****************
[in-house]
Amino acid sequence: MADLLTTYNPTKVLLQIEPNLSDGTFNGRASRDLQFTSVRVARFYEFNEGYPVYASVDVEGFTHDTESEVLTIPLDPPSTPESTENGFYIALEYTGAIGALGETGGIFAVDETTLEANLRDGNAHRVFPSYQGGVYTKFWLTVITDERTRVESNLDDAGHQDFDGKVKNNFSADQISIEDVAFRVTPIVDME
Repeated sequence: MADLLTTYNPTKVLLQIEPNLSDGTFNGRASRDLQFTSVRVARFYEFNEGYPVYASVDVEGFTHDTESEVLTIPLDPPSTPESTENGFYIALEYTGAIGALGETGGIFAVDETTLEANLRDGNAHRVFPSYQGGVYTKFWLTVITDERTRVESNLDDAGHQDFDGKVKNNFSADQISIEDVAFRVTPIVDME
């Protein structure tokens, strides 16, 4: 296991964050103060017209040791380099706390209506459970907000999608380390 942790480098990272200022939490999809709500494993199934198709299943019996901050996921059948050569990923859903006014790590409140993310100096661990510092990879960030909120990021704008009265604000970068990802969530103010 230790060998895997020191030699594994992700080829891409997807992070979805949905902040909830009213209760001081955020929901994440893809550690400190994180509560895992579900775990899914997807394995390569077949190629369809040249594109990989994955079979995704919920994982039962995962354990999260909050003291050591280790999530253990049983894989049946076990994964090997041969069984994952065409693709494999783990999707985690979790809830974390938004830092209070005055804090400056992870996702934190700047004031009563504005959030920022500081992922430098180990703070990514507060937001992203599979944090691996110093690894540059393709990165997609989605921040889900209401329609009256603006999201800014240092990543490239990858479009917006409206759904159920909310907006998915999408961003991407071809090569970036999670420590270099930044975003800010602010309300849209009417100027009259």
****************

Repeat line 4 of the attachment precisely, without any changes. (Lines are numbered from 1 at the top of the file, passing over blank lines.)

């Protein structure tokens, strides 16, 4: 296991964050103060017209040791380099706390209506459970907000999608380390 942790480098990272200022939490999809709500494993199934198709299943019996901050996921059948050569990923859903006014790590409140993310100096661990510092990879960030909120990021704008009265604000970068990802969530103010 230790060998895997020191030699594994992700080829891409997807992070979805949905902040909830009213209760001081955020929901994440893809550690400190994180509560895992579900775990899914997807394995390569077949190629369809040249594109990989994955079979995704919920994982039962995962354990999260909050003291050591280790999530253990049983894989049946076990994964090997041969069984994952065409693709494999783990999707985690979790809830974390938004830092209070005055804090400056992870996702934190700047004031009563504005959030920022500081992922430098180990703070990514507060937001992203599979944090691996110093690894540059393709990165997609989605921040889900209401329609009256603006999201800014240092990543490239990858479009917006409206759904159920909310907006998915999408961003991407071809090569970036999670420590270099930044975003800010602010309300849209009417100027009259």